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I'm Either Being Hacked Or Raving Mad


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#1 Jurrr

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Posted 31 July 2008 - 12:54 AM

Summary: I get e-mail of a failed Moneybookers login that arrived while I was surely sleeping. I cannot login to MB. I change MB password. Funds still there. Gmail glitches. E-mail of failed login disappears from Gmail. I cannot login to MB again. Impossible to change password again. Malware detectors show nothing. I'm not sure what to think.

I play online poker and use a Moneybookers online wallet to deposit and withdraw.

Tonight I wake up at 3:30 am (neighbors woke me) and check my e-mail. An hour ago I have gotten a message from Moneybookers saying I have a failed login.

Now, I may have had a failed login earlier during the day but an hour ago I was soundly sleeping.

Something's up. I try to login to Moneybookers and it fails. Now, maybe I have forgotten my password, but I think not. I go through the "change password" deal and get a link to change the password at. I change the password. My money is still there.

Suddenly my Gmail acts up a bit, not refreshing correctly and the earlier e-mail telling of the failed login disappears. Hmmm, I didn't delete it as far as I remember. And it's not in trash. I change my Gmail password wondering if it will do me any good.

I try logging in to Moneybookers. It fails again. I try to change the password again through the "failed login" option. It fails this time as it says it sent me the link and it didn't in the end.

I feel like more of the Moneybookers notifications from Gmail have disappeared, but since I didn't take screenshots and was pretty frantic I don't know how many. Either way the first one has definitely disappeared and it was there, I had even a draft of a reply that hadn't disappeared and when I sent it then it started a new thread so the old one's gone.

I get my primary poker account locked. I e-mail MB as they have no phone number for such cases.

I run AVG Free (nothing), Ad-Aware (nothing), MBAB (nothing), SAS (nothing), HijackThis (nothing wrong I can see). I check "netstat -a" and see nothing I can identify as immediately wrong. My router/firewall seems fine but I don't know where OpenWRT keeps logs.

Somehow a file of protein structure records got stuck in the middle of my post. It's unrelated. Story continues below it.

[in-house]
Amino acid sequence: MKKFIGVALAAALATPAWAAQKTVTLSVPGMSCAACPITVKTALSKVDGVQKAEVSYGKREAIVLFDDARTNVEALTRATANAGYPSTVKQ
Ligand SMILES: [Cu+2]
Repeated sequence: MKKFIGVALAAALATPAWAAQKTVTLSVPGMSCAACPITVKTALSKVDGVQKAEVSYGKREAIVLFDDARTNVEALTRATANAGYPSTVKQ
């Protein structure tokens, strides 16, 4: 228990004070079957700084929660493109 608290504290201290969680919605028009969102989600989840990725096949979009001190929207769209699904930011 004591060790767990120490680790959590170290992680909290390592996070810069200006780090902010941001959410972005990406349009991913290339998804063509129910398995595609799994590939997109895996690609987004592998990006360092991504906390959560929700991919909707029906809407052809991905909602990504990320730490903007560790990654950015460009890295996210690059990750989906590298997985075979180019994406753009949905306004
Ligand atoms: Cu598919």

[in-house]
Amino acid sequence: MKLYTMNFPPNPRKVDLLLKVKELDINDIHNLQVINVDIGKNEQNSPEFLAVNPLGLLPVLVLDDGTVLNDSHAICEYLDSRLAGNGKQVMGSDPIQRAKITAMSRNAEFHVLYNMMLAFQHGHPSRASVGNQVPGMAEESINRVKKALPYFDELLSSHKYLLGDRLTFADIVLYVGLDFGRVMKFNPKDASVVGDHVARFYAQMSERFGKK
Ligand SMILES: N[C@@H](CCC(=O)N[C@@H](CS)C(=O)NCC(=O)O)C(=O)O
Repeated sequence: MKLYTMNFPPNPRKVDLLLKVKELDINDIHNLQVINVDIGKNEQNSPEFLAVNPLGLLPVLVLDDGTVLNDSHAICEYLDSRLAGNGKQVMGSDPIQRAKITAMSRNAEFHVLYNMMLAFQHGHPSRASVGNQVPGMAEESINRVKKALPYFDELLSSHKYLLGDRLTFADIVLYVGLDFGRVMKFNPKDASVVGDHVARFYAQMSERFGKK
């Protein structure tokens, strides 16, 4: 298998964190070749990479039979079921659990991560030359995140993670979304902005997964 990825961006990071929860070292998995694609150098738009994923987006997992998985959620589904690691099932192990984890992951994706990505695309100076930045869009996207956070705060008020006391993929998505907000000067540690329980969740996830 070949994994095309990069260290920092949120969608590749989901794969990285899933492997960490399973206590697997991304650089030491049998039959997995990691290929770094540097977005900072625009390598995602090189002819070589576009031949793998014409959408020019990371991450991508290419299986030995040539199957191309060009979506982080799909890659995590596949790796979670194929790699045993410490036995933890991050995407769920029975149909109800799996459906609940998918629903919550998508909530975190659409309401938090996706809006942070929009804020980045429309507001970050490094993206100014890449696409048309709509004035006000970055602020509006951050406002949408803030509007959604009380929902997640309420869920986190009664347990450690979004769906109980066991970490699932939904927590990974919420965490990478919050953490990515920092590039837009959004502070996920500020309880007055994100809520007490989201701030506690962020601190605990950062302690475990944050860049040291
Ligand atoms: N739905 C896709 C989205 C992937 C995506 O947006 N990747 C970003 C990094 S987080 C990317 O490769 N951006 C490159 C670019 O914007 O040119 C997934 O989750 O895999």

My gf's desktop computer's AVG Free had been reporting some strange Trojan in the strangest places that I felt must be false positives; repeat scans revealed nothing. Nothing reported at any point on my laptop where this was happening. I doubt I've used the MB account from that computer in the last few weeks, but I have certainly used the Gmail account a few days ago.

Now, my Gmail password is a very old one and it is saved in my Firefox password store (which was probably not a good idea). That doesn't give one an easy way to guess at my Moneybookers password (which also wasn't a very complex one but still). So what could be going on?

a) Someone has a keylogger with me and has logged both MB and Gmail (and probably other) passwords. He mistypes the MB one once and forgets to remove the e-mail from Gmail. But he changes the MB password. Then before he can steal the funds, when I change it back he decides to remove selective e-mails from Gmail (parallel sessions with me so glitches appear for me) and change the MB password again.

This makes very little sense but is the best explanation so far.

b ) Moneybookers software glitches and sends me a notification late. I get it late and imagine it was a hacking account. In my panic I forget the password. I change it and in my panic delete some e-mails from Gmail. In my panic I forget the MB password again. Gmail glitches for no good reason.

c) I'm a raving lunatic with paranoia and am starting to imagine things due to minor sleep deprivation.


Any ideas will be appreciated.

Edited by Jurrr, 31 July 2008 - 01:09 AM.


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#2 boopme

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Posted 31 July 2008 - 04:05 PM

Not sure what is going on either. But is this an XP PC?
Let's see what this shows.
Please download Malwarebytes Anti-Malware and save it to your desktop.
alternate download link 1
alternate download link 2
  • Make sure you are connected to the Internet.
  • Double-click on mbam-setup.exe to install the application.
  • When the installation begins, follow the prompts and do not make any changes to default settings.
  • When installation has finished, make sure you leave both of these checked:
    • Update Malwarebytes' Anti-Malware
    • Launch Malwarebytes' Anti-Malware
  • Then click Finish.
  • MBAM will automatically start and you will be asked to update the program before performing a scan. If an update is found, the program will automatically update itself. Press the OK button to close that box and continue. If you encounter any problems while downloading the updates, manually download them from here and just double-click on mbam-rules.exe to install.
  • On the Scanner tab:
    • Make sure the "Perform Quick Scan" option is selected.
    • Then click on the Scan button.
  • If asked to select the drives to scan, leave all the drives selected and click on the Start Scan button.
  • The scan will begin and "Scan in progress" will show at the top. It may take some time to complete so please be patient.